Major changes are coming late in the year 2000 to the ISO 9000 series of standards for quality management. The revisions promise to be so sweeping that ISO plans to let about 100 organizations in different countries try out draft versions next year. The organizations will report by November 1999 on whether or not the changes have helped them improve their business results. The test-drive is a novel approach for ISO. Usually, user input is limited to a cross-section of experts from stakeholder groups who help draft documents in technical committees. ISO then circulates the documents to its whole membership for comments and voting. That procedure was used for the first publication of the ISO 9000 series in 1987, and again for a light revision in 1994. The forthcoming changes, being drafted by ISO's technical committee 176, will affect the ISO 9001 standard, which covers design, and ISO 9004, which includes services.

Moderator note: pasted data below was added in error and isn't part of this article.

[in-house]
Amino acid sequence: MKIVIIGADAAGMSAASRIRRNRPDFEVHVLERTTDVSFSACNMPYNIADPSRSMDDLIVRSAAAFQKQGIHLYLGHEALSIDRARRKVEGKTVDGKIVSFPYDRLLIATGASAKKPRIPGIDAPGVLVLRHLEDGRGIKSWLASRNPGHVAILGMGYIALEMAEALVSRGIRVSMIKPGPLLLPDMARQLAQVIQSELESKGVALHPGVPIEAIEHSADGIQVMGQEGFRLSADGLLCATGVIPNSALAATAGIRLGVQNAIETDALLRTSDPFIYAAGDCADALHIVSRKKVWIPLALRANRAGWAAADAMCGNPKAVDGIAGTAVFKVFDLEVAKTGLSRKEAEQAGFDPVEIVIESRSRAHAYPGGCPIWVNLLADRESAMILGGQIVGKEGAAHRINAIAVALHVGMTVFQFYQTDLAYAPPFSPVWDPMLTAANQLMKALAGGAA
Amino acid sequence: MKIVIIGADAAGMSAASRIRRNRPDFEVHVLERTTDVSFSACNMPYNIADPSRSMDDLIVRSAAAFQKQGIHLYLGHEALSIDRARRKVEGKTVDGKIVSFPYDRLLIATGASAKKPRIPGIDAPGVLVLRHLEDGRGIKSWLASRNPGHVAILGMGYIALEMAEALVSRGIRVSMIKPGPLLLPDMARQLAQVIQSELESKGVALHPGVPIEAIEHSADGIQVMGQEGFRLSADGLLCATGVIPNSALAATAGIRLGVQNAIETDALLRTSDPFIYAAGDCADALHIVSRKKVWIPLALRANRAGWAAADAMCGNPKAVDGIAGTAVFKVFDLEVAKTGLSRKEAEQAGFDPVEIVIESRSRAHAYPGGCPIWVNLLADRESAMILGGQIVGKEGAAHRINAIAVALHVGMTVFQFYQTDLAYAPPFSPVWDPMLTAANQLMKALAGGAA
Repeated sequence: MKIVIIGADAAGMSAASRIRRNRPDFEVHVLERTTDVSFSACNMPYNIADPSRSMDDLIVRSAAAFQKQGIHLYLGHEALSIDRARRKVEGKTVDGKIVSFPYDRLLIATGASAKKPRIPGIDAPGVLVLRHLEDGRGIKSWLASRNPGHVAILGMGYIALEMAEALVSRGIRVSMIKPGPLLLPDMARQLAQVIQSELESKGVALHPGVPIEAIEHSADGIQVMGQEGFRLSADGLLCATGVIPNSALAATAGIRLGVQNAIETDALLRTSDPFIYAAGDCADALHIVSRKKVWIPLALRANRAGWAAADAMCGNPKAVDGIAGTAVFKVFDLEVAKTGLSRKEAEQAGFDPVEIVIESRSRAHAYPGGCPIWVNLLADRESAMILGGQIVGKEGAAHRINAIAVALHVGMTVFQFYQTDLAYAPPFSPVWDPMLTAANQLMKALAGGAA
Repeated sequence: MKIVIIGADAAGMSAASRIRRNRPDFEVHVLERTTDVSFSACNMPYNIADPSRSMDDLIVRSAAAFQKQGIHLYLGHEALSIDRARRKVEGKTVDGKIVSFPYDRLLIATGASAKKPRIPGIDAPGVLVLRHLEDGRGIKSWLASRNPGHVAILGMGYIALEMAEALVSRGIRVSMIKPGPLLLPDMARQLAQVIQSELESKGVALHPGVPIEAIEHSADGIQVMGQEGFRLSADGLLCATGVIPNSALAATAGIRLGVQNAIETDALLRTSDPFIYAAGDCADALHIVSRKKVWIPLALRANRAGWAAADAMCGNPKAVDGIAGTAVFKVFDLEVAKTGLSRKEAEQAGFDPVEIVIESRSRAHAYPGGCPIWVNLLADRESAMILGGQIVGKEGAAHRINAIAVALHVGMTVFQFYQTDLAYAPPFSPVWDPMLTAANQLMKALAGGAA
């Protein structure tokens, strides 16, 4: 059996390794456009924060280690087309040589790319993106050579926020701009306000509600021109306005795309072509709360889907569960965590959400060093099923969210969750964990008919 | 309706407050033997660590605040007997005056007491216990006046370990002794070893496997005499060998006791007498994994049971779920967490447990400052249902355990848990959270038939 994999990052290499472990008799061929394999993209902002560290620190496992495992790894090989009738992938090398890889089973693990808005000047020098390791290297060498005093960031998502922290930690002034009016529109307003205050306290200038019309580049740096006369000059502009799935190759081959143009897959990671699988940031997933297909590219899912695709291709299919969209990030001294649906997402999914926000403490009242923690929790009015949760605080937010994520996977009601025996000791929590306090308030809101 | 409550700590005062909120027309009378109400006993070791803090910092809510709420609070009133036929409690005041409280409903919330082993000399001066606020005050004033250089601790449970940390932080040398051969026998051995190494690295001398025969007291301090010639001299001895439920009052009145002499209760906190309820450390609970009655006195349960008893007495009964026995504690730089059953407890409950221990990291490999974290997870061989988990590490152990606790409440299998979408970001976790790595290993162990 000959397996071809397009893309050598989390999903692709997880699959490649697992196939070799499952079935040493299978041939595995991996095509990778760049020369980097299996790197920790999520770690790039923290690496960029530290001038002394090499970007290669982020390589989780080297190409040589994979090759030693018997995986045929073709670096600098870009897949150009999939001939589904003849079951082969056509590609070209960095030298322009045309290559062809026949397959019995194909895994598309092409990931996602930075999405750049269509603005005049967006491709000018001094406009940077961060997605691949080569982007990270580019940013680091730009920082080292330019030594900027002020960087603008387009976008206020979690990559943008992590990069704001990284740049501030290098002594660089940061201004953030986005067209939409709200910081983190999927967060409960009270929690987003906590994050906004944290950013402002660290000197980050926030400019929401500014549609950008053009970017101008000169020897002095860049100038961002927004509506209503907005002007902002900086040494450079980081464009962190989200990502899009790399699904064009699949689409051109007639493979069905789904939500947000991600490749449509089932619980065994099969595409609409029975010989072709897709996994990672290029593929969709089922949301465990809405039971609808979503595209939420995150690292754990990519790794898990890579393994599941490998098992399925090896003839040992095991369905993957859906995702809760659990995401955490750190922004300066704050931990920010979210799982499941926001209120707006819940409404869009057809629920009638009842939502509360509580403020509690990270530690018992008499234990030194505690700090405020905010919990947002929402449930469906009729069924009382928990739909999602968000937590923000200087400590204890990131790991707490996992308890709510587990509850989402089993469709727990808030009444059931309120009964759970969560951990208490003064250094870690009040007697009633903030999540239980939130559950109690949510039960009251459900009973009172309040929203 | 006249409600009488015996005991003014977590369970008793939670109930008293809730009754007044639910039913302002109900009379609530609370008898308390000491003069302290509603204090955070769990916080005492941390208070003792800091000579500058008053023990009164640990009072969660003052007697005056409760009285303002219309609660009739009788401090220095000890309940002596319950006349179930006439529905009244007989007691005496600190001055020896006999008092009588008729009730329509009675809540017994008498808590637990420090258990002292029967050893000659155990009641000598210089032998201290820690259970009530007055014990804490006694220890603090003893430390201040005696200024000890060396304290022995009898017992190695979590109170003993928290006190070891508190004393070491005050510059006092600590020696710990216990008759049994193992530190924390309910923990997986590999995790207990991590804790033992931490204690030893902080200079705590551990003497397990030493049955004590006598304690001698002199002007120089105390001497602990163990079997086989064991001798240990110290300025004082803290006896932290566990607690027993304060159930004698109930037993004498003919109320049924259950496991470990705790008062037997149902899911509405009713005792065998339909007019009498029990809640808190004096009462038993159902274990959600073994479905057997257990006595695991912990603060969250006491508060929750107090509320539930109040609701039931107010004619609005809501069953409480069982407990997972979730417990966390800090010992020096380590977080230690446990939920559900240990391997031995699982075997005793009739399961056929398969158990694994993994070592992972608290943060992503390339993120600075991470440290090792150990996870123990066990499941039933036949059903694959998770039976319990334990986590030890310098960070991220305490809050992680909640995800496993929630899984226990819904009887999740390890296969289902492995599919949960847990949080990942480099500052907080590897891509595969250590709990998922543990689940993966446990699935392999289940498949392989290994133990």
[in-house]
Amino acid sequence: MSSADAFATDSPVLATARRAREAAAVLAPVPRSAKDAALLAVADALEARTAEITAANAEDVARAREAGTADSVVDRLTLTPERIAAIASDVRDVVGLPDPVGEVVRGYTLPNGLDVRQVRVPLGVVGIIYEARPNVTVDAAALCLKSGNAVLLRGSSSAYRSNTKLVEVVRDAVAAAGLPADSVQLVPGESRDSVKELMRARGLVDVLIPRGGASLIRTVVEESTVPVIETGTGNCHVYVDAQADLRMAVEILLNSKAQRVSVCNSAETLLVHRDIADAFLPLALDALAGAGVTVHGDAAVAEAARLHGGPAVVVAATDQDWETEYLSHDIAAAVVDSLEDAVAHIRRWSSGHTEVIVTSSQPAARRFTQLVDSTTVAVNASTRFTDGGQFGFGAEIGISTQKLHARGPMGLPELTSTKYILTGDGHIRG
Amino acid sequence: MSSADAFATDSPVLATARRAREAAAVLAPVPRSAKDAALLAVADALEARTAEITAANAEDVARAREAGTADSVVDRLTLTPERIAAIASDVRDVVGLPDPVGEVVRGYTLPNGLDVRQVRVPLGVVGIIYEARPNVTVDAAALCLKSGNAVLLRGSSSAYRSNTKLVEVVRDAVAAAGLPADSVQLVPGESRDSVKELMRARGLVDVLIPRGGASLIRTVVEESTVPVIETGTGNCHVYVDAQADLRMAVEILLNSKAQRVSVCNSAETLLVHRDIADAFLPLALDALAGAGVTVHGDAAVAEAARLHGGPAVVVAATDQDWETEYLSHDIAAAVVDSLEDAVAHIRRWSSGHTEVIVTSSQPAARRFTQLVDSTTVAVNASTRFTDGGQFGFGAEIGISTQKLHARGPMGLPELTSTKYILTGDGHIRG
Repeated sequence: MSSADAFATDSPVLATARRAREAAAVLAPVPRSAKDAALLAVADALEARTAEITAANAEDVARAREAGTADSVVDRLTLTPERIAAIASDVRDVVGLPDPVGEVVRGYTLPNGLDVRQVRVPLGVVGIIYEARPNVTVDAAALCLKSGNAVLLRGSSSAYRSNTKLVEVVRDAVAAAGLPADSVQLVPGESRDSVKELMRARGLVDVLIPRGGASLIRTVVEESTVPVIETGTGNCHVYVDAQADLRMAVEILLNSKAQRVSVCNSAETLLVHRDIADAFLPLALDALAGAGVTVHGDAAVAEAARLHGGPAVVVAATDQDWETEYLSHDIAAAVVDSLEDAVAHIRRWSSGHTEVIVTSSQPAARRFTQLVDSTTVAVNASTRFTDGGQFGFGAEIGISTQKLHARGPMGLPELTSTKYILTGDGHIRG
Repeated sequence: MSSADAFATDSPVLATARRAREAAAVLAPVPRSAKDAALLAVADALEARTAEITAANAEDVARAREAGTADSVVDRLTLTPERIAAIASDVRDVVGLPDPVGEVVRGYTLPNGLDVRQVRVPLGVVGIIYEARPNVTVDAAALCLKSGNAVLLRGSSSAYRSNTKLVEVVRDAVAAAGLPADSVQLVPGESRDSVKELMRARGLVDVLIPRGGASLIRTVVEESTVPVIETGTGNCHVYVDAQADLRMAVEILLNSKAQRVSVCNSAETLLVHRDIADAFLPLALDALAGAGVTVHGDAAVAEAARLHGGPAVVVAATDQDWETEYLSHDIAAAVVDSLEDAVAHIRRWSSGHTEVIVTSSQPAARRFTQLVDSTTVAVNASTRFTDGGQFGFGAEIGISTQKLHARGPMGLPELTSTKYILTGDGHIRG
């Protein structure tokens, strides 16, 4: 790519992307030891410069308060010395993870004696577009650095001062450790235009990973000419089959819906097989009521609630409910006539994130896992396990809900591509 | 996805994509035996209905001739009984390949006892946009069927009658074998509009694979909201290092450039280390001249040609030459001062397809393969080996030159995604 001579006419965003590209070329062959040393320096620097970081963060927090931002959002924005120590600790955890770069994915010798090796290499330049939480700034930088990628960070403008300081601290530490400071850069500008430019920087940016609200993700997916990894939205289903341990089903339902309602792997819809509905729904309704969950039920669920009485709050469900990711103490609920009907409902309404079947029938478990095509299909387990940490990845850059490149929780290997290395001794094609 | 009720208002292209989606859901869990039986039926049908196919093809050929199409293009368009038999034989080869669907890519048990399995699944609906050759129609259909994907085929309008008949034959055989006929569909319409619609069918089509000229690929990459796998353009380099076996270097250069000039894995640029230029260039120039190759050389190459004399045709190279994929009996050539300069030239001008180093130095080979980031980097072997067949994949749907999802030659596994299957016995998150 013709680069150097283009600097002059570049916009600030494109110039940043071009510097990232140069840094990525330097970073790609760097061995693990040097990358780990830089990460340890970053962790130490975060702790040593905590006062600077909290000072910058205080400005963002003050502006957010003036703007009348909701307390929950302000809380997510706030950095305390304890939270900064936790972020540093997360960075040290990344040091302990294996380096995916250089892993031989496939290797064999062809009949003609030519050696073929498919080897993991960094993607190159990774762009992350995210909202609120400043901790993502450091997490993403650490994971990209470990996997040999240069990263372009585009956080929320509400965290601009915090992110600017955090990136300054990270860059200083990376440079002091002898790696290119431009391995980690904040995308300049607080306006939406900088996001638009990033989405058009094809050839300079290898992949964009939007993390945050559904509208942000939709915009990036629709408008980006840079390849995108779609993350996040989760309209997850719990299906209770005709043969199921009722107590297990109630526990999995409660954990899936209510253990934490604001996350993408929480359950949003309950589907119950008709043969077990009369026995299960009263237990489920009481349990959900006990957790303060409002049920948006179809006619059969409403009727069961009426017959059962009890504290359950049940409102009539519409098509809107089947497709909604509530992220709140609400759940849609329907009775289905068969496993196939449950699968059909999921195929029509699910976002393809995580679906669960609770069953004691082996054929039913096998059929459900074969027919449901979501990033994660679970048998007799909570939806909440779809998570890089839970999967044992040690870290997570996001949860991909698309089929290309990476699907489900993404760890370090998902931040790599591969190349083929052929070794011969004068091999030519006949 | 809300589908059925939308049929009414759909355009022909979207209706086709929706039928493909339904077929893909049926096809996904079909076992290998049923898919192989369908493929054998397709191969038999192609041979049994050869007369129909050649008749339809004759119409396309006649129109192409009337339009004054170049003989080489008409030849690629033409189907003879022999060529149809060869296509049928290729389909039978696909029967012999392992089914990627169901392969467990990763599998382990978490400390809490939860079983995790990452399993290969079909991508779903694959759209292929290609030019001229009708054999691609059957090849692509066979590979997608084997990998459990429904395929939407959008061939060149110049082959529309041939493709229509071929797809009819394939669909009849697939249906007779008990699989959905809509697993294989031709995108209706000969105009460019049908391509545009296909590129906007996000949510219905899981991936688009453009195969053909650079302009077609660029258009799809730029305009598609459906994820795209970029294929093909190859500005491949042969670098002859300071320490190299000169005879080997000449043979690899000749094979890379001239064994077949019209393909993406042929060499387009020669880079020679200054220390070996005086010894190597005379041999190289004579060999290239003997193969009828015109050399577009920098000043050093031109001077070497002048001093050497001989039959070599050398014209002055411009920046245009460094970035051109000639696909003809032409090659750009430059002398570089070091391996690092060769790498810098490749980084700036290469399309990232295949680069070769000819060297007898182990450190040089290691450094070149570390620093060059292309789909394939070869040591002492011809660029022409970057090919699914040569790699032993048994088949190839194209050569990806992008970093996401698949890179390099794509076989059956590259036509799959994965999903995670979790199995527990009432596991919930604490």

Truchard will be presented the award at the 2014 Golden Mousetrap Awards ceremony during the co-located events Pacific Design & Manufacturing, MD&M West, WestPack, PLASTEC West, Electronics West, ATX West, and AeroCon.
Robots that walk have come a long way from simple barebones walking machines or pairs of legs without an upper body and head. Much of the research these days focuses on making more humanoid robots. But they are not all created equal.
The IEEE Computer Society has named the top 10 trends for 2014. You can expect the convergence of cloud computing and mobile devices, advances in health care data and devices, as well as privacy issues in social media to make the headlines. And 3D printing came out of nowhere to make a big splash.
For industrial control applications, or even a simple assembly line, that machine can go almost 24/7 without a break. But what happens when the task is a little more complex? That’s where the “smart” machine would come in. The smart machine is one that has some simple (or complex in some cases) processing capability to be able to adapt to changing conditions. Such machines are suited for a host of applications, including automotive, aerospace, defense, medical, computers and electronics, telecommunications, consumer goods, and so on. This discussion will examine what’s possible with smart machines, and what tradeoffs need to be made to implement such a solution.